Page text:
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McREL Standards Activity


Trading and Testing


Purpose:As a result of this activity, students will be able to understand that scientific processes and investigations are made public and are usually repeated by multiple scientists.
Related Standard & Benchmarks:
Science
 Standard 11.Understands the nature of scientific knowledge
   Level II [Grade 3-5]
   Benchmark 3. Knows that scientists make the results of their investigations public; they describe the investigations in ways that enable others to repeat the investigations
Language Arts
 Standard 1.Uses the general skills and strategies of the writing process
   Level I [Grade K-2]
   Benchmark 2. Drafting and Revising: Uses strategies to draft and revise written work (e.g., rereads; rearranges words, sentences, and paragraphs to improve or clarify meaning; varies sentence type; adds descriptive words and details; deletes extraneous information; incorporates suggestions from peers and teachers; sharpens the focus)
Language Arts
 Standard 1.Uses the general skills and strategies of the writing process
   Level I [Grade K-2]
   Benchmark 4. Evaluates own and others’ writing (e.g., asks questions and makes comments about writing, helps classmates apply grammatical and mechanical conventions)
Student Product:explanation of a process
Material & Resources:No special resources required for this activity.
Teacher's Note:This would be useful after a unit on historical scientific discoveries.
The Language Arts standards and benchmarks on revising and asking for feedback are related to this activity, but are not meant to be the main focus of the activity.
Activity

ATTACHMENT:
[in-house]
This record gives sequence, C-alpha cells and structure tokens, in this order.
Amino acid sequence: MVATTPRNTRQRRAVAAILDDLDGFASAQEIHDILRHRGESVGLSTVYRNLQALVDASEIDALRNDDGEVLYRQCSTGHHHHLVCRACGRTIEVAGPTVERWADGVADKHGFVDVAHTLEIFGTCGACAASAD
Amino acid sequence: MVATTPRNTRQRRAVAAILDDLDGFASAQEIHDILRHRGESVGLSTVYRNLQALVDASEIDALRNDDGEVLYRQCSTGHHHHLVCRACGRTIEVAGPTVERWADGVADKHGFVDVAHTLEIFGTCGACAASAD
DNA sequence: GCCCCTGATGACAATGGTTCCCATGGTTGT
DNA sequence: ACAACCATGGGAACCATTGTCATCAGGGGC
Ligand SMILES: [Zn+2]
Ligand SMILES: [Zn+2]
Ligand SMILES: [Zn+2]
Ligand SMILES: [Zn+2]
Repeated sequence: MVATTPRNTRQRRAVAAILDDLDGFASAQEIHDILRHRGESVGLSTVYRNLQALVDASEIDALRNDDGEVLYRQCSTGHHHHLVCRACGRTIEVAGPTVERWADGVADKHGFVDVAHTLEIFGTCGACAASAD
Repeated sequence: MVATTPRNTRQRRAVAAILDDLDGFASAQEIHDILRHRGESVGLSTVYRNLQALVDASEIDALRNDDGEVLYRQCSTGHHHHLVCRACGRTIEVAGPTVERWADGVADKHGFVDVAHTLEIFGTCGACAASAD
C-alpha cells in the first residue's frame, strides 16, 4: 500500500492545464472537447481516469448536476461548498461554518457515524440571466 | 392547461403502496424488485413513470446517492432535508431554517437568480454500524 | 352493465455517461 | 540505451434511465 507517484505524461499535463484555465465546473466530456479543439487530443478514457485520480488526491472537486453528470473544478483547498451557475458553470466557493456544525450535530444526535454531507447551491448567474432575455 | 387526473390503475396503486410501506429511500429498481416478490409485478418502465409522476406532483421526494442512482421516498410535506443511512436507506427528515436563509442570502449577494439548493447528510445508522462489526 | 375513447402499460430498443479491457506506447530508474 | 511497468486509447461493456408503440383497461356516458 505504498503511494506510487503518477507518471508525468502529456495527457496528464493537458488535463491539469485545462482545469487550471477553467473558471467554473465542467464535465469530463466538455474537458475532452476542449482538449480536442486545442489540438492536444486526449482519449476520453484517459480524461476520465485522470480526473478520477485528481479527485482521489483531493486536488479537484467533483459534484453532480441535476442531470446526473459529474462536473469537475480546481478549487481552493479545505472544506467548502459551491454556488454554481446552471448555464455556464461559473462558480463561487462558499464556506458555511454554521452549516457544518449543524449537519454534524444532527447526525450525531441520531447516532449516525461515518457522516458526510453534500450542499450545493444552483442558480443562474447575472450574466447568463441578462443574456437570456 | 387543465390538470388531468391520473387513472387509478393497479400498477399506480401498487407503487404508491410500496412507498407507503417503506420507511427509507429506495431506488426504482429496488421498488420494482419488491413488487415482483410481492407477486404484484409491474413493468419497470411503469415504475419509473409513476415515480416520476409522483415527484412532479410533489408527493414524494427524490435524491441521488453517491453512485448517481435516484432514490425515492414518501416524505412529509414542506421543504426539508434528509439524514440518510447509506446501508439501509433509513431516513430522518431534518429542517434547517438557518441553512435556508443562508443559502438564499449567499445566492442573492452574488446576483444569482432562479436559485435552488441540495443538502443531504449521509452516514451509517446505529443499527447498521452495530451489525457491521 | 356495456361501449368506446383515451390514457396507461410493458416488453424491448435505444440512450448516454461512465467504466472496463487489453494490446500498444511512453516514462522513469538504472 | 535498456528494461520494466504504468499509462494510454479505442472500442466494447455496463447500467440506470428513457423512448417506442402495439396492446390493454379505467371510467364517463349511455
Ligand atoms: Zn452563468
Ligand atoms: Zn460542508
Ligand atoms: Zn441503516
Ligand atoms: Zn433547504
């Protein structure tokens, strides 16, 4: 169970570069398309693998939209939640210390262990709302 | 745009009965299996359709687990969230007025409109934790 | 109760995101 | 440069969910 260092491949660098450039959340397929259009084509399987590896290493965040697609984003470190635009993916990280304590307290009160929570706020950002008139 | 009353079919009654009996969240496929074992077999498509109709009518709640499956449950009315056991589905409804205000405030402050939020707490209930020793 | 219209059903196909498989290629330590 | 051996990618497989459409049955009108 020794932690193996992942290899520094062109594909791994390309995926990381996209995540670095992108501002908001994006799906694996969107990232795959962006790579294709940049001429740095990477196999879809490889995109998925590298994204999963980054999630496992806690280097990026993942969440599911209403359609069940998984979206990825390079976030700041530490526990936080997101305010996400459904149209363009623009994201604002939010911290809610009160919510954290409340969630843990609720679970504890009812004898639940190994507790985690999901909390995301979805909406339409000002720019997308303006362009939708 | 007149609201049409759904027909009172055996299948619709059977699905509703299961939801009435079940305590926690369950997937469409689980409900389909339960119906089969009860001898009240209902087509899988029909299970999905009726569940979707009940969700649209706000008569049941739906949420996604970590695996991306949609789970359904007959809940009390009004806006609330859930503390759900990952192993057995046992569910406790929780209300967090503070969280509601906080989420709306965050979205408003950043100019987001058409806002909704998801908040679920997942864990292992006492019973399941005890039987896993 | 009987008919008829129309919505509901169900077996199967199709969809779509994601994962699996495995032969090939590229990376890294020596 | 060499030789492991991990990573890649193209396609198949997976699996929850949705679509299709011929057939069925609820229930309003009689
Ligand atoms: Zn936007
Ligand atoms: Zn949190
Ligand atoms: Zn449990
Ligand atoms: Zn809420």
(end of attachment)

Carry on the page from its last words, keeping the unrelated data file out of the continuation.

If you choose to do this activity after a unit on historical scientific discoveries, discuss some of the discoveries with the class. Focus on the process that was followed to reach that discovery. If the students wanted to see if the discovery was correct, what would they have to know about the process used in order to repeat it? On the board, have the students describe and list everything necessary to successfully communicate a procedure or experiment to someone. Emphasize that they should be thinking like scientists and to use appropriate vocabulary. They could draw on experiences from the aforementioned unit (if used), or previous scientific experiments done in class. You may want to provide them some past copies of protocols they’ve used. This list, generated both from their knowledge and directed questions from you, should include the following important aspects of communicating methods and results: List any anticpated problems and what was done to cirumvent them List materials (including amounts) List procedures (detailed and complete) Describe any deviations from the procedures that happened during the experiment Describe all results, even the unexpected ones Graphs, charts, and tables should not distort results Explain to students that they will be writing up short instructions for a process or experiment. This can be a basic experiment they’re familiar with, steps for making something, or anything else that requires a list of instructions and specific details. The instructions should include: a list of any necessary ingredients, the order and manner of using those ingredients, major anticipated problems and ways to circumvent these problem, a description of the final product or idea, and anything else that the student deems necessary to proper completion of their experiment or product. After the students return with their instructions, they will trade them with someone else. This person’s job (which can be done in class) is to decide if they would be able to complete them and achieve the intended result. This student should write down anything that they would have trouble doing or understanding and return both the instructions and the edits to the original student. This original student will then modify their instructions to incorporate the changes and return both the suggested edits and the final instructions to the teacher. Each student should be graded on both their edits and their instructions.